INFINITE JEST by David Foster Wallace

Book Quote:

“How do trite things get to be trite. Why is the truth usually not just un-but anti-interesting?”

Book Review:

Review by Doug Bruns (MAY 12, 2010)

I’ve thought a great deal about this review, since beginning the book, in fact. (I wonder if even the word “review” is the right one. A review implies more than I think I can deliver.) This is no ordinary book and writing about it is not a normal experience. This book is big and thick and juicy and full of complexities, ripe with humor and allusion, digressions and insights. For this reader, it is the book of a dream. I mean that in two ways. First, if one were to conjure up in a dream-state, a book perfect in balance of challenge and entertainment (a loaded word, entertainment, applied to this book, as I will demonstrate in a bit), pleasure and frustration, this is the book. An exact yin yang (reading) experience. (I say reading parenthetically because this book and the universe it describes turns on the reader such that the reader inhabits it, not so much reads it.) And second, if one wants to dream of the perfect experience one can dream with a book, this is it, at least for this reader. That is, in a search for the book to inhabit, this reader dreams of challenge, humor, weight and reach. Here it is, and so very much more. So, all that noted and affirmed. Onward we somehow must march.

Here are a few particulars you might want to know. Including footnotes (essential to the book and the reading thereof) Infinite Jest has 1079 pages and weighs almost 3 pounds in the paperback edition. There is no fluff, big spaces, wide margins, pictures or spaces. The font is small and the font for the 388 footnotes smaller still. David Foster Wallace wrote it when he was thirty-three. Thirteen years later he took his own life. There is no “essence” of the book, no Platonic IJ-ness. That is to say, it is like spilling mercury onto a tile floor. The book spreads out and rolls in a million self-contained little drops, all born from the same container, each perfectly formed and independent, yet containing part of the whole. But that is silly talk. And I should be serious. I’m trying to give you a sense, and not be too breathless about it. (But I am, I confess, rather breathless at even finishing the thing, not to mention, I think, “getting it” just ever so little bit.)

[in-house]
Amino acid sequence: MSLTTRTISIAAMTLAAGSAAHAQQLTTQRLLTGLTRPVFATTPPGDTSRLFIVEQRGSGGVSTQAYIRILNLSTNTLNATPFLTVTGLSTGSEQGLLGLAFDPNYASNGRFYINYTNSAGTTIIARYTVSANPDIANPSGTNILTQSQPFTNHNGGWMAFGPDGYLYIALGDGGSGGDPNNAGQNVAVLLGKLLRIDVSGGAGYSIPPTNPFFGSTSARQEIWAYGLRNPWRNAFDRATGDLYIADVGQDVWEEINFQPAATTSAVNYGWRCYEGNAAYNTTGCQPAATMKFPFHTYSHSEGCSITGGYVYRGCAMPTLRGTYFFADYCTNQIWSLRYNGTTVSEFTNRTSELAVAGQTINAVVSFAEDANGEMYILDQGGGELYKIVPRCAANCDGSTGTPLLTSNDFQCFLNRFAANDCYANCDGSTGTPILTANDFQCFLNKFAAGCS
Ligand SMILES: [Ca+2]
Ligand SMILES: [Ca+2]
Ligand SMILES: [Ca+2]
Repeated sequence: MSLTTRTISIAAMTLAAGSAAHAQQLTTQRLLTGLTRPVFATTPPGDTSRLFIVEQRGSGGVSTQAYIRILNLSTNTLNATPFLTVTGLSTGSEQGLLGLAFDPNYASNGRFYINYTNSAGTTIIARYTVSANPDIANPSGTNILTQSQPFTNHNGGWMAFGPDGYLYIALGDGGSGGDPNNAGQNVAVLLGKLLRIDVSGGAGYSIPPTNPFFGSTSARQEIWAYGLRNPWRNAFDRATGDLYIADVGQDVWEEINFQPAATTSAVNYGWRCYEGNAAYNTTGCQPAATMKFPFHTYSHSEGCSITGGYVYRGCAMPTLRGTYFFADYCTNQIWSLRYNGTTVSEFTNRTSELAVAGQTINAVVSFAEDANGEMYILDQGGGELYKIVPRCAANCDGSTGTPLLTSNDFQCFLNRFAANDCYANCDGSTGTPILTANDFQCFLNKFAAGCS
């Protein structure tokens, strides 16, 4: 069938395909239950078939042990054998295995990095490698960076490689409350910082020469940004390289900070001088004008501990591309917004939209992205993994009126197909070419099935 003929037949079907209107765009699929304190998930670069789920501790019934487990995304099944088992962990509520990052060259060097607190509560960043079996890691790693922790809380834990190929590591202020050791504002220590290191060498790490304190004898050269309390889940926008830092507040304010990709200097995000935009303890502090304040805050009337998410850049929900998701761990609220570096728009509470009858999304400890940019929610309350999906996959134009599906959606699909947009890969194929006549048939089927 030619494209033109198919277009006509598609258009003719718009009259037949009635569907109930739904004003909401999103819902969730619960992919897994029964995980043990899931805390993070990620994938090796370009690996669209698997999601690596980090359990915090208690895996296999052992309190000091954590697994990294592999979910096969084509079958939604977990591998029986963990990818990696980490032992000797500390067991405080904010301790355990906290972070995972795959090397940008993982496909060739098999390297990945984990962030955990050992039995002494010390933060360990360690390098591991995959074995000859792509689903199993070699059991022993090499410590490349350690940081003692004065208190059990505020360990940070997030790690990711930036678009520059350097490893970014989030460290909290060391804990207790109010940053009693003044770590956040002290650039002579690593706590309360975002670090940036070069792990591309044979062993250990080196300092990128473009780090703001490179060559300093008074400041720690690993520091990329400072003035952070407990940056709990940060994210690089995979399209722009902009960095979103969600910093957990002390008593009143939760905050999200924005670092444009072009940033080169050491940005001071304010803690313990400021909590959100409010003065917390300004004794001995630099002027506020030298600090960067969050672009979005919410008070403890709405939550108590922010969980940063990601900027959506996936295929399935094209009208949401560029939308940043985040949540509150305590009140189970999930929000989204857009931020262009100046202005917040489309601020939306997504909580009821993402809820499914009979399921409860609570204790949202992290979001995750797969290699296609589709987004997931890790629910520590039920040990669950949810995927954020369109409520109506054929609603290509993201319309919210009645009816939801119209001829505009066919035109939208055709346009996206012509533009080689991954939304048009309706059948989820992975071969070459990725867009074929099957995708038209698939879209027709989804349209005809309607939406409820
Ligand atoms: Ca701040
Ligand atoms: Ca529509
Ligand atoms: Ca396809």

This was my second go at IJ. I took a swing at the book about a year ago and walked away from it. I am in a lot of company in this regard. (Famously, Lisa Schwarzbaum was assigned to review it for Entertainment Weekly and didn’t, or couldn’t. Regardless, she did not review it, but instead wrote about not reviewing it, even wondering if it was readable.) With the help and insight of a web resource, Infinite Summer, I outlined a sensible reading schedule of only ten pages a day. The web site, Infinite Summer, a sort of internet IJ book club, is filled with comments and information for the reader. The site got me off on the right foot, however, ultimately, I found it–the site–confusing and too littered with spoilers. The value I gleaned, though, was the pace, the ten pages a day, minimum, that and the net-peer ground postings.

Every reader is different, and I think I can be a pretty solid guy with a book in my hands, able to get through most anything, but not so with this book. With this book, I had to be careful. It required a structure and a commitment, gaming that the effort would be worthwhile. I needed a pace, which I could maintain. And I needed insight. Early on, in that regard, I picked up a reader’s companion, specifically, A Reader’s Companion to Infinite Jest by Robert Bell and William Dowling. There are lots of resources to assist the serious IJ reader. Mainly, I was seeking a source that would help me keep the characters straight, provide a dictionary of acronyms (there are about 450 sort-of-recognized slash known and totally-fabricated acronyms underlying the narration like a grid upon which a foundation is poured) and a plot outline. With Bell and Dowling at my side I set sail upon the deep waters of Infinite Jest. (I should mention too, Bell and Dowling were much more important at the beginning of the effort. As the themes developed, the characters fleshed out and the style absorbed, their guide became an infrequent resource.)